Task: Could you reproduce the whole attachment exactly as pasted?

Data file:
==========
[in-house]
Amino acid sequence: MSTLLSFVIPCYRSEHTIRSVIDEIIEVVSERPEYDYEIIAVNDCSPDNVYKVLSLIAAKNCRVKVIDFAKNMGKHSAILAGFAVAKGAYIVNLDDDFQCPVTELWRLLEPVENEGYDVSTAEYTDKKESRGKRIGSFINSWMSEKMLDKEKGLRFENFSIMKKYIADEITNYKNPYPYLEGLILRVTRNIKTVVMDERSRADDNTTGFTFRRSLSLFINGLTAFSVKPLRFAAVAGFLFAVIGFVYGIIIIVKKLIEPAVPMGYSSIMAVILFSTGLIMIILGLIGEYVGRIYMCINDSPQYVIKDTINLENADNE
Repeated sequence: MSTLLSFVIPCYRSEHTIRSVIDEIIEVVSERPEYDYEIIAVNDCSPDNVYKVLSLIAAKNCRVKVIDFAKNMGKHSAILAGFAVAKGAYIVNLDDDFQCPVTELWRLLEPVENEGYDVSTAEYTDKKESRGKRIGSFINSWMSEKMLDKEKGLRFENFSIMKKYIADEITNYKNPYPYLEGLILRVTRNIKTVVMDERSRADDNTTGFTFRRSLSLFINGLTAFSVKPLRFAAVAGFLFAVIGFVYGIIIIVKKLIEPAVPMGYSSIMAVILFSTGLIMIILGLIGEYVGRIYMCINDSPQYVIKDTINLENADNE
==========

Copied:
[in-house]
Amino acid sequence: MSTLLSFVIPCYRSEHTIRSVIDEIIEVVSERPEYDYEIIAVNDCSPDNVYKVLSLIAAKNCRVKVIDFAKNMGKHSAILAGFAVAKGAYIVNLDDDFQCPVTELWRLLEPVENEGYDVSTAEYTDKKESRGKRIGSFINSWMSEKMLDKEKGLRFENFSIMKKYIADEITNYKNPYPYLEGLILRVTRNIKTVVMDERSRADDNTTGFTFRRSLSLFINGLTAFSVKPLRFAAVAGFLFAVIGFVYGIIIIVKKLIEPAVPMGYSSIMAVILFSTGLIMIILGLIGEYVGRIYMCINDSPQYVIKDTINLENADNE
Repeated sequence: MSTLLSFVIPCYRSEHTIRSVIDEIIEVVSERPEYDYEIIAVNDCSPDNVYKVLSLIAAKNCRVKVIDFAKNMGKHSAILAGFAVAKGAYIVNLDDDFQCPVTELWRLLEPVENEGYDVSTAEYTDKKESRGKRIGSFINSWMSEKMLDKEKGLRFENFSIMKKYIADEITNYKNPYPYLEGLILRVTRNIKTVVMDERSRADDNTTGFTFRRSLSLFINGLTAFSVKPLRFAAVAGFLFAVIGFVYGIIIIVKKLIEPAVPMGYSSIMAVILFSTGLIMIILGLIGEYVGRIYMCINDSPQYVIKDTINLENADNE